The basic goat's cheese you get at the store ("chèvre") is a basic soft semi lactic cheese. It is consumed fresh so it is less stable ( = spoils faster). This simple goats cheese is not aged thus never gets the chance to build a rind and take on the characteristics of its counterpart; the Crottin.
The process for making Crottin actually starts out just like making that basic goats cheese, so these two are very much related. In fact, during the first 2-5 days of Crottin's life it would taste and feel just like a good goats cheese. Crottin however has inoculated bacteria in it which develops rind within a few short days. This stabilizes the cheese, kills off competing spoilage bacteria and enables it to age and assume far deeper flavor/texture characteristics. (In theory, spraying store-bought goats cheese with this bacteria and aging it - will produce a Crottin within a couple of weeks).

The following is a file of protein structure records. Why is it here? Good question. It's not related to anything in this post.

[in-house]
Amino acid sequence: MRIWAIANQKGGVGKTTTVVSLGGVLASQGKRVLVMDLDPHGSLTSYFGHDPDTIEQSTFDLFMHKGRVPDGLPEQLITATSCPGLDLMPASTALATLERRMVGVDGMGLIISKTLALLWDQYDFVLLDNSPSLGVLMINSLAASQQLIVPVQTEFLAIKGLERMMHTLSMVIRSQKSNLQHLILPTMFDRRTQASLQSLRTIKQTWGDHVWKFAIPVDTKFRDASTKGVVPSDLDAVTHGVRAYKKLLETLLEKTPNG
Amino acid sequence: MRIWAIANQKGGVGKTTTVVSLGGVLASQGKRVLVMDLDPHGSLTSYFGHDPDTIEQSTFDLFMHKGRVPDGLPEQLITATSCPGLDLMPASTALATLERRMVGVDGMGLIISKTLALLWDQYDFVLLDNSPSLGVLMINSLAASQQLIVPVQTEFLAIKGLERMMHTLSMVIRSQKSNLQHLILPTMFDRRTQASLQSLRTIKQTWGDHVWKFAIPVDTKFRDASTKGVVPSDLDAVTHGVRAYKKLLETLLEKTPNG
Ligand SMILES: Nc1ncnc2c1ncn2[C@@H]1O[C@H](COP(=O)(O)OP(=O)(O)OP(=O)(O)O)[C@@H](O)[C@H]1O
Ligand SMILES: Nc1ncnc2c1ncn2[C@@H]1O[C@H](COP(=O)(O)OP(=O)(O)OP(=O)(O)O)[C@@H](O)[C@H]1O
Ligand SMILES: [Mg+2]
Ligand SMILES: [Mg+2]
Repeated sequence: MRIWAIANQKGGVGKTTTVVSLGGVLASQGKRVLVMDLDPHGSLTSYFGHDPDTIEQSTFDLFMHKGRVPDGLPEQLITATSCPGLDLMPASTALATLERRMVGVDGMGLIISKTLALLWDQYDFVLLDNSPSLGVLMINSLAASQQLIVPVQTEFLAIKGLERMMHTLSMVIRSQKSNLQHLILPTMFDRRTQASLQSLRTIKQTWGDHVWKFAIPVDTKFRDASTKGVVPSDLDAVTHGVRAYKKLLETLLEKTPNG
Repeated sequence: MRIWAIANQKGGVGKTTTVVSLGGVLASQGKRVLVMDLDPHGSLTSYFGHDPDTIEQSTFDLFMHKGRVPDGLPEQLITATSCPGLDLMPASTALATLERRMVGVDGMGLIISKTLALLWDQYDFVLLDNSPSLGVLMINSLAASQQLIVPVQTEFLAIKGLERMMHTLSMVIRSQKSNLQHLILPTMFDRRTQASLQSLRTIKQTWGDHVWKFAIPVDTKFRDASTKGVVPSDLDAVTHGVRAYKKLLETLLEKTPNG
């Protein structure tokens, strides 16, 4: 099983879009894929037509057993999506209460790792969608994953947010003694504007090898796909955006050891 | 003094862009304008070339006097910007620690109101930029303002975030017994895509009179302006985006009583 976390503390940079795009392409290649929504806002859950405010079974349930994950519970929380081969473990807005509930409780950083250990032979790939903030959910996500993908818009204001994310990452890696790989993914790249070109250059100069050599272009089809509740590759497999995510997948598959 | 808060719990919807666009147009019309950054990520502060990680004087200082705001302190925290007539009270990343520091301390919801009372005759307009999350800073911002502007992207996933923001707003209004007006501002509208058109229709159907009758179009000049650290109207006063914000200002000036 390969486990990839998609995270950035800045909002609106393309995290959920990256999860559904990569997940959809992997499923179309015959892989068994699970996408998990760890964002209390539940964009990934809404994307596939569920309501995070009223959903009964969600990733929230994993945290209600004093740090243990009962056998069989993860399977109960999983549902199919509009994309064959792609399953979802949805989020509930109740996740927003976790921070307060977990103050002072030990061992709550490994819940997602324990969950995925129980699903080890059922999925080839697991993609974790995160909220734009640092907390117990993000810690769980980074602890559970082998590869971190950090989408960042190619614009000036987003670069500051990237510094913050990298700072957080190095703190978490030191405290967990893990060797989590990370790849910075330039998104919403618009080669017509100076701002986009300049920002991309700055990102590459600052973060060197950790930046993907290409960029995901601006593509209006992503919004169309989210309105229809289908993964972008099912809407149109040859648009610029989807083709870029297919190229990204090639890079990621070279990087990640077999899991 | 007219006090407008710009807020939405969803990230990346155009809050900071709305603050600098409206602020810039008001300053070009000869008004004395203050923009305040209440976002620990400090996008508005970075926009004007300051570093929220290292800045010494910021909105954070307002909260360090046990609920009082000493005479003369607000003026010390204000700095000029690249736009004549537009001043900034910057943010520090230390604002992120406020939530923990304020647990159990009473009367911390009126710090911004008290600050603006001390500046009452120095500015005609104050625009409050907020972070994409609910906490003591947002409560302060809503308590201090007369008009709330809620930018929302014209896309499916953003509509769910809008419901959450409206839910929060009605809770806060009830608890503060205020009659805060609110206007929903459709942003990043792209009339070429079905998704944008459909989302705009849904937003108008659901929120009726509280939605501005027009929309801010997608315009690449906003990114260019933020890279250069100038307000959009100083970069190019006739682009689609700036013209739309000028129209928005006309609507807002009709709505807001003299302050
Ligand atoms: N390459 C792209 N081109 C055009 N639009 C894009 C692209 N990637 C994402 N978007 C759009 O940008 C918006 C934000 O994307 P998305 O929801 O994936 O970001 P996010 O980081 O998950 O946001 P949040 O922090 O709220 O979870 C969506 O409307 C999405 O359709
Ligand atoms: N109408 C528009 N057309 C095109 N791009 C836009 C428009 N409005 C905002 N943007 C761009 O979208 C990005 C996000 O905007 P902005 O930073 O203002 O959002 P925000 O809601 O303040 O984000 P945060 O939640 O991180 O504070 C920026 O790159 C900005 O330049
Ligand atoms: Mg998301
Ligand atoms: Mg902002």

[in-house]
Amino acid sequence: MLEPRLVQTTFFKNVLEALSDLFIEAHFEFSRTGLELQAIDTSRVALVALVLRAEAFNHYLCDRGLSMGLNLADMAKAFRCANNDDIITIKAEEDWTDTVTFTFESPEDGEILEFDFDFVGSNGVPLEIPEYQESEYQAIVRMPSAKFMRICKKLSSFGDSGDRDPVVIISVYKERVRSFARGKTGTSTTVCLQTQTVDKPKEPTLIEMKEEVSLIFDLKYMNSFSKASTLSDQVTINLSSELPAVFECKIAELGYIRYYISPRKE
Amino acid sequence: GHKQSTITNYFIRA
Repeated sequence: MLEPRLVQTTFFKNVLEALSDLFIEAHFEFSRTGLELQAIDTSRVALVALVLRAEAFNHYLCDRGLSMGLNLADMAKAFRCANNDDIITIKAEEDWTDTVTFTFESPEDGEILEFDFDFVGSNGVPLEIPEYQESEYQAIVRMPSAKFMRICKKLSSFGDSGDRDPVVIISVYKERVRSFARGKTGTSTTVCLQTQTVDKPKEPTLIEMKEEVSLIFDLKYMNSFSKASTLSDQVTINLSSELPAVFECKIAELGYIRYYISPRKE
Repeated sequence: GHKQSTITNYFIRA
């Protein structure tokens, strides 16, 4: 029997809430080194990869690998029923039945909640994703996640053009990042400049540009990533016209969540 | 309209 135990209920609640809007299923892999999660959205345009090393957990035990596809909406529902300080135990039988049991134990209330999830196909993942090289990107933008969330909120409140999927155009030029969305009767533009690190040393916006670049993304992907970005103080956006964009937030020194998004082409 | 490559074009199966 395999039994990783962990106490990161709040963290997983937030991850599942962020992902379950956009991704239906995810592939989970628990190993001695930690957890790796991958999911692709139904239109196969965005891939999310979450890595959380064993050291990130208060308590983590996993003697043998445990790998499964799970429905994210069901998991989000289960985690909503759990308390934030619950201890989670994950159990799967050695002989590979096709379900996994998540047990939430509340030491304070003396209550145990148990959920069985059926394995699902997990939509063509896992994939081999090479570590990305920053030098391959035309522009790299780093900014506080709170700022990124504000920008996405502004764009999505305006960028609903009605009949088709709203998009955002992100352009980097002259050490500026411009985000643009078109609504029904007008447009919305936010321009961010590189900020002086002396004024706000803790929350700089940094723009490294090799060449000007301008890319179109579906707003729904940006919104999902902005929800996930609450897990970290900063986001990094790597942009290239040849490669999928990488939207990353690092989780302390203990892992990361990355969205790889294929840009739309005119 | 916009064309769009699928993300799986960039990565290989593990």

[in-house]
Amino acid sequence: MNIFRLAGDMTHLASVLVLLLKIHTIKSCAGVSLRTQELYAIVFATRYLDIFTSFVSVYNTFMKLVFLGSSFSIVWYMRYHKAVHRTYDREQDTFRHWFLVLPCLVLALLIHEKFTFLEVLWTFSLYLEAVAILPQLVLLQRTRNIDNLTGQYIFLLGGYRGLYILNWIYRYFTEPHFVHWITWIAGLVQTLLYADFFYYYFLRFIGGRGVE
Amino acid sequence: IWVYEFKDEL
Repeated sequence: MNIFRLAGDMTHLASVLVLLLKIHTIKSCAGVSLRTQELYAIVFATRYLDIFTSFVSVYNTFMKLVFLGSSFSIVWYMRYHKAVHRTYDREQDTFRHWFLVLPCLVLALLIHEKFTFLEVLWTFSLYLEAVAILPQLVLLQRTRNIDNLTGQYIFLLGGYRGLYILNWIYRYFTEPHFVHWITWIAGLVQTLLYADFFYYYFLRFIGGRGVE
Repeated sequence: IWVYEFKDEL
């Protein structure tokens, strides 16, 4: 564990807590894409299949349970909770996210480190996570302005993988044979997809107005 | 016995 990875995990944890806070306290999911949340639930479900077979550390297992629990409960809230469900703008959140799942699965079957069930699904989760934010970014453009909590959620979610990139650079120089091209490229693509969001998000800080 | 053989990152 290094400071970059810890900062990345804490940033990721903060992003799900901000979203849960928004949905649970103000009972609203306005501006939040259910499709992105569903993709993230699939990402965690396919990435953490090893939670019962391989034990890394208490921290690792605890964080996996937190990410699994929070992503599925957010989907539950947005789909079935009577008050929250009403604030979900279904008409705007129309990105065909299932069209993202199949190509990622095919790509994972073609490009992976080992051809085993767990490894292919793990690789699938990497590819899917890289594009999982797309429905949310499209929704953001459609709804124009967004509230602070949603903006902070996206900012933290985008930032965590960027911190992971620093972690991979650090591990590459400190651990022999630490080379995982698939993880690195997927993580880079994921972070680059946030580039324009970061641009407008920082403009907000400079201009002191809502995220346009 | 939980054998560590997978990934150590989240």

The best thing for you to do is to taste Crottin and feel its flavor, aroma and texture. This way you can to gauge your target for making such cheese. Crottin is a casual country table cheese; not a fancy expensive cheese. It should be easy to find at a cheese shop or places like Whole Foods. WATCH OUT though; Some American brands sell simple goats cheese under the name "Crottin" to confuse consumers without actually doing the hard work to produce it... Do not be fooled! Get the genuine French version (Crottin de Chavingol or Crottin de Campcol). It is rustic in appearance, much drier and flakier, more citrucy and nutty, with a pronounced feeling of barnyard and grass.
Genuine French Crottin de Chavingol
Hay - I use French hay that is meant for cheese shops and cheese aging facilities. I get mine from a cheese affineur here in New York but you can ask your local cheese monger if they want to sell you these mats. They are inexpensive. You can also just use loose hay if you have it. This isn't a fussy cheese.
Here is a photo I took in an aging cave facility where you can clearly see the Crottins aging on mats of hay: